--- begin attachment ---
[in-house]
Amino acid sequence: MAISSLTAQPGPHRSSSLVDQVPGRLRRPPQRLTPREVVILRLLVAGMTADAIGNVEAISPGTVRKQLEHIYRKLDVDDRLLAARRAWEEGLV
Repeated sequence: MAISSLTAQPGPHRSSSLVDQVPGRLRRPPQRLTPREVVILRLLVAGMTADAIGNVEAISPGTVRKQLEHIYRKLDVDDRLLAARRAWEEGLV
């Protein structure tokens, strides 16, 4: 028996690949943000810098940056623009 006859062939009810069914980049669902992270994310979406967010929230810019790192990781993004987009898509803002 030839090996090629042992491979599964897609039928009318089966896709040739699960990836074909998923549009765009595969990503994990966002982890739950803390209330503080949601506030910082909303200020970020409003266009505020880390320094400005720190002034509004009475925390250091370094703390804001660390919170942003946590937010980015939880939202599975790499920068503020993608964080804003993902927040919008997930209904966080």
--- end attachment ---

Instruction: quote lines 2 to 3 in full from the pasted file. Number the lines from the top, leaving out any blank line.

Amino acid sequence: MAISSLTAQPGPHRSSSLVDQVPGRLRRPPQRLTPREVVILRLLVAGMTADAIGNVEAISPGTVRKQLEHIYRKLDVDDRLLAARRAWEEGLV
Repeated sequence: MAISSLTAQPGPHRSSSLVDQVPGRLRRPPQRLTPREVVILRLLVAGMTADAIGNVEAISPGTVRKQLEHIYRKLDVDDRLLAARRAWEEGLV